William Henry Harrison Presidential $1 Coins entered circulation on February 19, 2009.
The first Presidential Dollar of 2009 and the ninth coin in the series released into circulation on Thursday, February 19, 2009. Coins received for certification by February 20 were eligible for the designation FIRST DAY OF ISSUE.
|click image to enlarge
The obverse (heads side) of the William Henry Harrison Presidential $1 Coin features a dramatic portrait of the former president by United States Mint Sculptor-Engraver Joe Menna. The inscription IN GOD WE TRUST — formerly featured on the edge of Presidential $1 Coins — is now featured on the obverse. It is the first Presidential $1 Coin to feature the inscription on the obverse.
The coin's reverse (tails side), by United States Mint Sculptor-Engraver Don Everhart, features a striking image of the Statue of Liberty. Incused on the coin's edge are the inscriptions 2009, E PLURIBUS UNUM and the mintmark of origin (P or D for Philadelphia or Denver).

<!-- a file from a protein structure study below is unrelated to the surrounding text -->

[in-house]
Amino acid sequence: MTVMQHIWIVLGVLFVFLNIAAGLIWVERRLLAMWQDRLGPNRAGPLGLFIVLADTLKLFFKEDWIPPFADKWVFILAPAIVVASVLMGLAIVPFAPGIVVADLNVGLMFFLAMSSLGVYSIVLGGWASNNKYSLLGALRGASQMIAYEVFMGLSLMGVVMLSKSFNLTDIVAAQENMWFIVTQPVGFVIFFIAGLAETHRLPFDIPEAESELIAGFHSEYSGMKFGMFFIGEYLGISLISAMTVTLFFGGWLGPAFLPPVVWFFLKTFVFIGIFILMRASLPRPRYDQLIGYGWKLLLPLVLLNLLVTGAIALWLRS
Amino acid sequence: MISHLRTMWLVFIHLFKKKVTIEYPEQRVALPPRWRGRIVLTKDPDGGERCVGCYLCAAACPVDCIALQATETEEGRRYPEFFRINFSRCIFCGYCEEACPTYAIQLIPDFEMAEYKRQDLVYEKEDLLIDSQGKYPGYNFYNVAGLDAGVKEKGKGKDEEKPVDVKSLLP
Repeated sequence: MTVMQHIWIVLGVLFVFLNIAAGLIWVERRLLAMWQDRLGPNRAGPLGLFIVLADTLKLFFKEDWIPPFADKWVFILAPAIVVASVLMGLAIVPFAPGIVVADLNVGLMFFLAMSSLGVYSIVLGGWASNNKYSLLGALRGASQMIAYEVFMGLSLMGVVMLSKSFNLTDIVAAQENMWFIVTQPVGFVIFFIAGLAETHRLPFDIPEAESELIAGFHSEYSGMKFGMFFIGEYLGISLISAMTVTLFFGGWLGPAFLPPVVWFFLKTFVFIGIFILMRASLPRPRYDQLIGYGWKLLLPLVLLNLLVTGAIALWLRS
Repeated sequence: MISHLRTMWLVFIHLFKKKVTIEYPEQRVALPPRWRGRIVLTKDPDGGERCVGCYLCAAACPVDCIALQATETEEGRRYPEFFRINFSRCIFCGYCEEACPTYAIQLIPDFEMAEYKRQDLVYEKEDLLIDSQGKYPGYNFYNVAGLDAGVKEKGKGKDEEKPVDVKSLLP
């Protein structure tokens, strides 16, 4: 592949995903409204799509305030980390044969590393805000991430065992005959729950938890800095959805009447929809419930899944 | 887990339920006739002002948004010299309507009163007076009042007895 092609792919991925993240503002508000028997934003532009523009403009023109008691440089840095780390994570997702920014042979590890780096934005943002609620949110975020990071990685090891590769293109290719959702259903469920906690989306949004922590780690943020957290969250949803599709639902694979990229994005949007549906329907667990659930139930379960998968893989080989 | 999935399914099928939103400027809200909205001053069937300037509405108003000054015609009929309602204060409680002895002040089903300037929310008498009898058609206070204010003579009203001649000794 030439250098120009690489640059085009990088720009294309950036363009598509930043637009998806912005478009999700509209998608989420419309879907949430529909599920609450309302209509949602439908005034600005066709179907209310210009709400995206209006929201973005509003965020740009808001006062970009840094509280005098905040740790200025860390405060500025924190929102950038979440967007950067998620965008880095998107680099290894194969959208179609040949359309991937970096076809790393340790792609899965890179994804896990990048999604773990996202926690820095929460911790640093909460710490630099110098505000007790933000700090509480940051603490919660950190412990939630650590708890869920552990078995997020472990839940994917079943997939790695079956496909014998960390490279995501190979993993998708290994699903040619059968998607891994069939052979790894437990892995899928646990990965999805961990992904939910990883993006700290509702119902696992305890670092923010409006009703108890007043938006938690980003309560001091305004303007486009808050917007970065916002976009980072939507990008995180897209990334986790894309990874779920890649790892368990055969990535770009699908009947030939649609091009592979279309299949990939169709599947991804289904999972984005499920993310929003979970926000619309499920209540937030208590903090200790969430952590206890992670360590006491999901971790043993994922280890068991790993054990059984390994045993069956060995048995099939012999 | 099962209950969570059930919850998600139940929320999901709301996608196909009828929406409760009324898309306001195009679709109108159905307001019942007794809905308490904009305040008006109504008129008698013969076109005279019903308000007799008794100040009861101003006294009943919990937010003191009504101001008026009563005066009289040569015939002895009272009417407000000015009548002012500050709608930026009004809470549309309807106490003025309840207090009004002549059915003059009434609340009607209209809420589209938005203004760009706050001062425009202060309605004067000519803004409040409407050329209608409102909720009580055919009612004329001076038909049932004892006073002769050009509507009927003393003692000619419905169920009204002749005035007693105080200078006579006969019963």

William Henry Harrison was born into a politically prominent family. His father, a three-term governor of Virginia, was one of the signers of the Declaration of Independence. Following three years of college, Harrison's father sent him to study medicine with a leading physician. Unenthusiastic about medicine, he instead pursued a military career after his father's death. Harrison distinguished himself in the Battle of Tippecanoe against American Indians led by Shawnee chief Tecumseh — earning the nickname "Old Tippecanoe" — and in the War of 1812. During his Army career, Harrison also served as secretary of the Northwest Territory and governor of the Indiana Territory. He also served in the US Senate in the US House of Representatives, in the Ohio State Senate and as US minister to Columbia.
In 1840, the Whig Party chose Harrison to run against incumbent President Martin Van Buren. "Tippecanoe and Tyler Too" (future President John Tyler was his vice presidential candidate) was the first slogan used in a presidential campaign. Harrison defeated Van Buren in a landslide, and at 68 years old, became the oldest president to serve in the office up to that point.
Former President Harrison served the shortest term in office of any president to date. He died of pneumonia about one month after giving the longest inaugural speech in history. He was the first president to die in office.
Adapted from the US Mint press release, issued February 16, 2009. See the full release.